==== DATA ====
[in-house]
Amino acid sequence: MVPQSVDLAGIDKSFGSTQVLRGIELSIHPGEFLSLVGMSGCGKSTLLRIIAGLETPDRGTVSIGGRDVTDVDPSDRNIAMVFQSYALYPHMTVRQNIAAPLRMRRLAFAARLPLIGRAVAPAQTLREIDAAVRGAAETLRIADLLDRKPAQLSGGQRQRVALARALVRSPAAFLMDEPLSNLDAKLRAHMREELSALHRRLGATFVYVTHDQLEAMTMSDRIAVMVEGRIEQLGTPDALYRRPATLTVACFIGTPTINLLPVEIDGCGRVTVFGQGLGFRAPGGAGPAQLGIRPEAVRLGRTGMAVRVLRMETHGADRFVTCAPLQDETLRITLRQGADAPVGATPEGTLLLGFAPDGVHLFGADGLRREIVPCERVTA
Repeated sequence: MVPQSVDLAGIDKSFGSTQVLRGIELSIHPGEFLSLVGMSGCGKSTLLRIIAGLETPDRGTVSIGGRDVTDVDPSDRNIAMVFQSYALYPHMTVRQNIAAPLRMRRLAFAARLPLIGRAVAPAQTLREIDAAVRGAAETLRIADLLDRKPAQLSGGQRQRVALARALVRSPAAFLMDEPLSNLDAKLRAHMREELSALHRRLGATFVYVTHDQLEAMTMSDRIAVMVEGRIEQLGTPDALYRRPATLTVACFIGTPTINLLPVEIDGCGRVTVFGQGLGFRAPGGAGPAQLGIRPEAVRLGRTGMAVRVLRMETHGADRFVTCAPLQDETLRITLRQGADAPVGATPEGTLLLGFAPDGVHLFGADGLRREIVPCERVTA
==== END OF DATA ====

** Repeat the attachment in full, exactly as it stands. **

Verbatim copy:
[in-house]
Amino acid sequence: MVPQSVDLAGIDKSFGSTQVLRGIELSIHPGEFLSLVGMSGCGKSTLLRIIAGLETPDRGTVSIGGRDVTDVDPSDRNIAMVFQSYALYPHMTVRQNIAAPLRMRRLAFAARLPLIGRAVAPAQTLREIDAAVRGAAETLRIADLLDRKPAQLSGGQRQRVALARALVRSPAAFLMDEPLSNLDAKLRAHMREELSALHRRLGATFVYVTHDQLEAMTMSDRIAVMVEGRIEQLGTPDALYRRPATLTVACFIGTPTINLLPVEIDGCGRVTVFGQGLGFRAPGGAGPAQLGIRPEAVRLGRTGMAVRVLRMETHGADRFVTCAPLQDETLRITLRQGADAPVGATPEGTLLLGFAPDGVHLFGADGLRREIVPCERVTA
Repeated sequence: MVPQSVDLAGIDKSFGSTQVLRGIELSIHPGEFLSLVGMSGCGKSTLLRIIAGLETPDRGTVSIGGRDVTDVDPSDRNIAMVFQSYALYPHMTVRQNIAAPLRMRRLAFAARLPLIGRAVAPAQTLREIDAAVRGAAETLRIADLLDRKPAQLSGGQRQRVALARALVRSPAAFLMDEPLSNLDAKLRAHMREELSALHRRLGATFVYVTHDQLEAMTMSDRIAVMVEGRIEQLGTPDALYRRPATLTVACFIGTPTINLLPVEIDGCGRVTVFGQGLGFRAPGGAGPAQLGIRPEAVRLGRTGMAVRVLRMETHGADRFVTCAPLQDETLRITLRQGADAPVGATPEGTLLLGFAPDGVHLFGADGLRREIVPCERVTA